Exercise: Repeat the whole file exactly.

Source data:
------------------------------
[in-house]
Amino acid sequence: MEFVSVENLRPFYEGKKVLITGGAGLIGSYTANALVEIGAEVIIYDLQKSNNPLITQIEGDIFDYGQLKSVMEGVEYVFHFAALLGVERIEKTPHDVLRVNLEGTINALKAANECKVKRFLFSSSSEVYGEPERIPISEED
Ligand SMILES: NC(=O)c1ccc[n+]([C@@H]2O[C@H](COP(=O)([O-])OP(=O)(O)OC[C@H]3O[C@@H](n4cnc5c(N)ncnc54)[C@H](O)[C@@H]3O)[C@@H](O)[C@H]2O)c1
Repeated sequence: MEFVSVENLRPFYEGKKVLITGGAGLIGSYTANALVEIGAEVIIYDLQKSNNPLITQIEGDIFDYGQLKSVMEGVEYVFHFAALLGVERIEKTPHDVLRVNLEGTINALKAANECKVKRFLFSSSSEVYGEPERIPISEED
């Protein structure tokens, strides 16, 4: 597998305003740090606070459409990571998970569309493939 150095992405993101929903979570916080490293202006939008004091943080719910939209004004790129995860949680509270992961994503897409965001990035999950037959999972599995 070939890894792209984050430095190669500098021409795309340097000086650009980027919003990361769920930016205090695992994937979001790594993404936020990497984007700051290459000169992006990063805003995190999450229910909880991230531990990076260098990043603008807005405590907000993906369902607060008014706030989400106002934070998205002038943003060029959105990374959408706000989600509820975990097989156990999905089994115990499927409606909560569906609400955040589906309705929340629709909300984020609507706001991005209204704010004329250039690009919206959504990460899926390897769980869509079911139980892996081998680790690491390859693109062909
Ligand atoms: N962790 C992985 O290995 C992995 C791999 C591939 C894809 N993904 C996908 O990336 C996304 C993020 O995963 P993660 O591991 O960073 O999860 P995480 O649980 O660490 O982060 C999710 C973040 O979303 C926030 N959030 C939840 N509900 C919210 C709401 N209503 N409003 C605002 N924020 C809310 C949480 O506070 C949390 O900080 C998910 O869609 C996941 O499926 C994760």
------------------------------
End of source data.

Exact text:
[in-house]
Amino acid sequence: MEFVSVENLRPFYEGKKVLITGGAGLIGSYTANALVEIGAEVIIYDLQKSNNPLITQIEGDIFDYGQLKSVMEGVEYVFHFAALLGVERIEKTPHDVLRVNLEGTINALKAANECKVKRFLFSSSSEVYGEPERIPISEED
Ligand SMILES: NC(=O)c1ccc[n+]([C@@H]2O[C@H](COP(=O)([O-])OP(=O)(O)OC[C@H]3O[C@@H](n4cnc5c(N)ncnc54)[C@H](O)[C@@H]3O)[C@@H](O)[C@H]2O)c1
Repeated sequence: MEFVSVENLRPFYEGKKVLITGGAGLIGSYTANALVEIGAEVIIYDLQKSNNPLITQIEGDIFDYGQLKSVMEGVEYVFHFAALLGVERIEKTPHDVLRVNLEGTINALKAANECKVKRFLFSSSSEVYGEPERIPISEED
């Protein structure tokens, strides 16, 4: 597998305003740090606070459409990571998970569309493939 150095992405993101929903979570916080490293202006939008004091943080719910939209004004790129995860949680509270992961994503897409965001990035999950037959999972599995 070939890894792209984050430095190669500098021409795309340097000086650009980027919003990361769920930016205090695992994937979001790594993404936020990497984007700051290459000169992006990063805003995190999450229910909880991230531990990076260098990043603008807005405590907000993906369902607060008014706030989400106002934070998205002038943003060029959105990374959408706000989600509820975990097989156990999905089994115990499927409606909560569906609400955040589906309705929340629709909300984020609507706001991005209204704010004329250039690009919206959504990460899926390897769980869509079911139980892996081998680790690491390859693109062909
Ligand atoms: N962790 C992985 O290995 C992995 C791999 C591939 C894809 N993904 C996908 O990336 C996304 C993020 O995963 P993660 O591991 O960073 O999860 P995480 O649980 O660490 O982060 C999710 C973040 O979303 C926030 N959030 C939840 N509900 C919210 C709401 N209503 N409003 C605002 N924020 C809310 C949480 O506070 C949390 O900080 C998910 O869609 C996941 O499926 C994760």